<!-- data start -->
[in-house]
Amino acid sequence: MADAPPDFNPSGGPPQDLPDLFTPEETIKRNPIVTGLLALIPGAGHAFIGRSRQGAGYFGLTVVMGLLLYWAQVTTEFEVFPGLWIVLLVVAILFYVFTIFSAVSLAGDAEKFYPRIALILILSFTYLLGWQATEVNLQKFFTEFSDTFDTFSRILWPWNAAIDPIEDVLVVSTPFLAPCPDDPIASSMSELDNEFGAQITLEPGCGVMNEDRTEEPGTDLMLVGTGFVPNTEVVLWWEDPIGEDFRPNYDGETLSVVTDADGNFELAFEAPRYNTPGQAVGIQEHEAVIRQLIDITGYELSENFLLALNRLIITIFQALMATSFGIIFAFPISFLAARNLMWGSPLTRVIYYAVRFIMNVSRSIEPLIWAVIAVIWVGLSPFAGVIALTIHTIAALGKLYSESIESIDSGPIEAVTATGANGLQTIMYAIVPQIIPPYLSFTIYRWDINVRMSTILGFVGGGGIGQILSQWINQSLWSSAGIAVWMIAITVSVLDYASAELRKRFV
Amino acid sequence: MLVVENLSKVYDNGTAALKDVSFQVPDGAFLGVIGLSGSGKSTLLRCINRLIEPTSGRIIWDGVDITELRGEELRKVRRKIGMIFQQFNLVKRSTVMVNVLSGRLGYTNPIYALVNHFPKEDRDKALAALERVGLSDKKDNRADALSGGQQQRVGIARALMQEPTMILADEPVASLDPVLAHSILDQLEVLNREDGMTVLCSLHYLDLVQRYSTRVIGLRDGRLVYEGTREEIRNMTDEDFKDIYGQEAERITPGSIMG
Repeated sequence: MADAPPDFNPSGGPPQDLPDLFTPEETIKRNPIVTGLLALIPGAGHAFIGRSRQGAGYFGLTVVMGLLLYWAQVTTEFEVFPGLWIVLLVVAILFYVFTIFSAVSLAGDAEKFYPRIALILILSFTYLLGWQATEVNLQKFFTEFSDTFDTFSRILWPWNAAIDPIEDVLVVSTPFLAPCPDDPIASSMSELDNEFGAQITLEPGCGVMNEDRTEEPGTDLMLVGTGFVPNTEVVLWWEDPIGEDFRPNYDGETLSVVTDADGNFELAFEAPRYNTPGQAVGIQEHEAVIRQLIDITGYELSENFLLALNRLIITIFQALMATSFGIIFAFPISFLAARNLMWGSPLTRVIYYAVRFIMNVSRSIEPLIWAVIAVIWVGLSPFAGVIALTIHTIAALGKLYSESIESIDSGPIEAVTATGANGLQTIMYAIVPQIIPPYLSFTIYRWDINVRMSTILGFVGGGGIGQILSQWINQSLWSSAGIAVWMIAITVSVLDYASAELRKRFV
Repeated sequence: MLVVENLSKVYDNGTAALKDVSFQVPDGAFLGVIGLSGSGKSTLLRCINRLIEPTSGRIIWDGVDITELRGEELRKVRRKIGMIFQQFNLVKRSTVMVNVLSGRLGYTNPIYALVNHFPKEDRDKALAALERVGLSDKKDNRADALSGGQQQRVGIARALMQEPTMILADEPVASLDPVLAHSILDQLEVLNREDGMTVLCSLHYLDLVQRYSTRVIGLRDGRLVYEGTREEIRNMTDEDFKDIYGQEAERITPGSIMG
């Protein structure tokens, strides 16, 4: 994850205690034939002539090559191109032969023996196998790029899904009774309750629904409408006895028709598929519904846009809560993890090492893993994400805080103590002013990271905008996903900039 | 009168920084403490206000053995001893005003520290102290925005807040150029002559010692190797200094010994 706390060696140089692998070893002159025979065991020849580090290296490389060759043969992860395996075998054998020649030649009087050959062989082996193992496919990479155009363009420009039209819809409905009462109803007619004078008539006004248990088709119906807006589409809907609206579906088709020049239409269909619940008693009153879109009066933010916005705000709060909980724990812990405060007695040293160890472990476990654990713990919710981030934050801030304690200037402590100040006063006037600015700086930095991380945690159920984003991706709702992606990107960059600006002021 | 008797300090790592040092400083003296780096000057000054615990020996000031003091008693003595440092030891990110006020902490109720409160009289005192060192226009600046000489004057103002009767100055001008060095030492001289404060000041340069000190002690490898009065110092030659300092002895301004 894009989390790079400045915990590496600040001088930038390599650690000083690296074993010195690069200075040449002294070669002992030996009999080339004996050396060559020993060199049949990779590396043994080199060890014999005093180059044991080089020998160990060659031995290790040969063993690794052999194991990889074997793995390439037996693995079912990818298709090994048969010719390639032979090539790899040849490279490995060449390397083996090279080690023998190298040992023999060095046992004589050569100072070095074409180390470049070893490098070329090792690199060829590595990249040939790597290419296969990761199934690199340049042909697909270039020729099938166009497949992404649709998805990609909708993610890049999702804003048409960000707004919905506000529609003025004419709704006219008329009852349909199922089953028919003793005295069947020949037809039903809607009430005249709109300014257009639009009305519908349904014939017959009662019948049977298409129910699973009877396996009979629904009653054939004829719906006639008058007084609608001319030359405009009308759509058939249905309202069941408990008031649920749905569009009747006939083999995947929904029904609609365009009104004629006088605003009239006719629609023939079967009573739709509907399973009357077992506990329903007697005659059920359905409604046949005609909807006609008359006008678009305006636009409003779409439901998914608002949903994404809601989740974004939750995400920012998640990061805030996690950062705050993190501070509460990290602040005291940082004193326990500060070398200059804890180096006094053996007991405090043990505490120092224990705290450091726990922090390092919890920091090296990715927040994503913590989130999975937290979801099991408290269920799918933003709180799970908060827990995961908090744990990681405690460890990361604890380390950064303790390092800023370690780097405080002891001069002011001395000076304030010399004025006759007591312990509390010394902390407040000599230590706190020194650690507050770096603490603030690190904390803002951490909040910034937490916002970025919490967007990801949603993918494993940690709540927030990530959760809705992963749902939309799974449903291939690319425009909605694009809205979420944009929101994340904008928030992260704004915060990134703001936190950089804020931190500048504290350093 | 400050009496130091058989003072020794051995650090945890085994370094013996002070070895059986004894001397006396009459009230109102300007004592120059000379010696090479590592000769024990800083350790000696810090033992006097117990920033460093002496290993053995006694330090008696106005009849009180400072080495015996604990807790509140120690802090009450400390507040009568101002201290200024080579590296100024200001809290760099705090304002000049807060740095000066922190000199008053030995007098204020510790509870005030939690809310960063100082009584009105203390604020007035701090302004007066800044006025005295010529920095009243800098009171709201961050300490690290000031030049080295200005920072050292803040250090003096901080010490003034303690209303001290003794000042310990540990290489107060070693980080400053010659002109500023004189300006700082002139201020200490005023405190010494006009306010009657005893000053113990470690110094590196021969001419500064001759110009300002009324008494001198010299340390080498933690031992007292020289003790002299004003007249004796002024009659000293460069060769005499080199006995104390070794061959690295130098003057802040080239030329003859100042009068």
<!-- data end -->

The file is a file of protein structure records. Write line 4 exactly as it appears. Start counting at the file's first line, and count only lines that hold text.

Repeated sequence: MADAPPDFNPSGGPPQDLPDLFTPEETIKRNPIVTGLLALIPGAGHAFIGRSRQGAGYFGLTVVMGLLLYWAQVTTEFEVFPGLWIVLLVVAILFYVFTIFSAVSLAGDAEKFYPRIALILILSFTYLLGWQATEVNLQKFFTEFSDTFDTFSRILWPWNAAIDPIEDVLVVSTPFLAPCPDDPIASSMSELDNEFGAQITLEPGCGVMNEDRTEEPGTDLMLVGTGFVPNTEVVLWWEDPIGEDFRPNYDGETLSVVTDADGNFELAFEAPRYNTPGQAVGIQEHEAVIRQLIDITGYELSENFLLALNRLIITIFQALMATSFGIIFAFPISFLAARNLMWGSPLTRVIYYAVRFIMNVSRSIEPLIWAVIAVIWVGLSPFAGVIALTIHTIAALGKLYSESIESIDSGPIEAVTATGANGLQTIMYAIVPQIIPPYLSFTIYRWDINVRMSTILGFVGGGGIGQILSQWINQSLWSSAGIAVWMIAITVSVLDYASAELRKRFV